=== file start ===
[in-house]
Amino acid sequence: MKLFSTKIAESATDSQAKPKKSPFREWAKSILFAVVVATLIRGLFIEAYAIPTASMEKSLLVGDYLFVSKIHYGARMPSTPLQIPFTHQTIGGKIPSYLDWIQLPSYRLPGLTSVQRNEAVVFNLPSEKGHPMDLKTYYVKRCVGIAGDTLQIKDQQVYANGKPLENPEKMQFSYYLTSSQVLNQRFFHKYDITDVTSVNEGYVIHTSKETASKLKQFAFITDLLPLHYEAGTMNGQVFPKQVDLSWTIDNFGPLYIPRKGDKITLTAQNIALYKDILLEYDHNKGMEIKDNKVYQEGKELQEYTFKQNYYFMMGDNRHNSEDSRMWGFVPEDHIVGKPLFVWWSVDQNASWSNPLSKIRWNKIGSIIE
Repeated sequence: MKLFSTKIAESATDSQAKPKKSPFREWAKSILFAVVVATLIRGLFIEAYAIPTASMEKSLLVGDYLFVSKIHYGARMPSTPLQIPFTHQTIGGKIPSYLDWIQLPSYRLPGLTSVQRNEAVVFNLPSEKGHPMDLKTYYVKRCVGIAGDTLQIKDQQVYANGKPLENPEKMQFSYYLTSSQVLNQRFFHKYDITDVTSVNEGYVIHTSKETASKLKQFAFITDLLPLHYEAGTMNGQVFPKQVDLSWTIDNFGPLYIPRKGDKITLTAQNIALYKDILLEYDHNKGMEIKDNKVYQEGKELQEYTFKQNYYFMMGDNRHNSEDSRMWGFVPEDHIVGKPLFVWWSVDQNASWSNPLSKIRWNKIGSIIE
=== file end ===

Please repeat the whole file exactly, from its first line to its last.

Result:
[in-house]
Amino acid sequence: MKLFSTKIAESATDSQAKPKKSPFREWAKSILFAVVVATLIRGLFIEAYAIPTASMEKSLLVGDYLFVSKIHYGARMPSTPLQIPFTHQTIGGKIPSYLDWIQLPSYRLPGLTSVQRNEAVVFNLPSEKGHPMDLKTYYVKRCVGIAGDTLQIKDQQVYANGKPLENPEKMQFSYYLTSSQVLNQRFFHKYDITDVTSVNEGYVIHTSKETASKLKQFAFITDLLPLHYEAGTMNGQVFPKQVDLSWTIDNFGPLYIPRKGDKITLTAQNIALYKDILLEYDHNKGMEIKDNKVYQEGKELQEYTFKQNYYFMMGDNRHNSEDSRMWGFVPEDHIVGKPLFVWWSVDQNASWSNPLSKIRWNKIGSIIE
Repeated sequence: MKLFSTKIAESATDSQAKPKKSPFREWAKSILFAVVVATLIRGLFIEAYAIPTASMEKSLLVGDYLFVSKIHYGARMPSTPLQIPFTHQTIGGKIPSYLDWIQLPSYRLPGLTSVQRNEAVVFNLPSEKGHPMDLKTYYVKRCVGIAGDTLQIKDQQVYANGKPLENPEKMQFSYYLTSSQVLNQRFFHKYDITDVTSVNEGYVIHTSKETASKLKQFAFITDLLPLHYEAGTMNGQVFPKQVDLSWTIDNFGPLYIPRKGDKITLTAQNIALYKDILLEYDHNKGMEIKDNKVYQEGKELQEYTFKQNYYFMMGDNRHNSEDSRMWGFVPEDHIVGKPLFVWWSVDQNASWSNPLSKIRWNKIGSIIE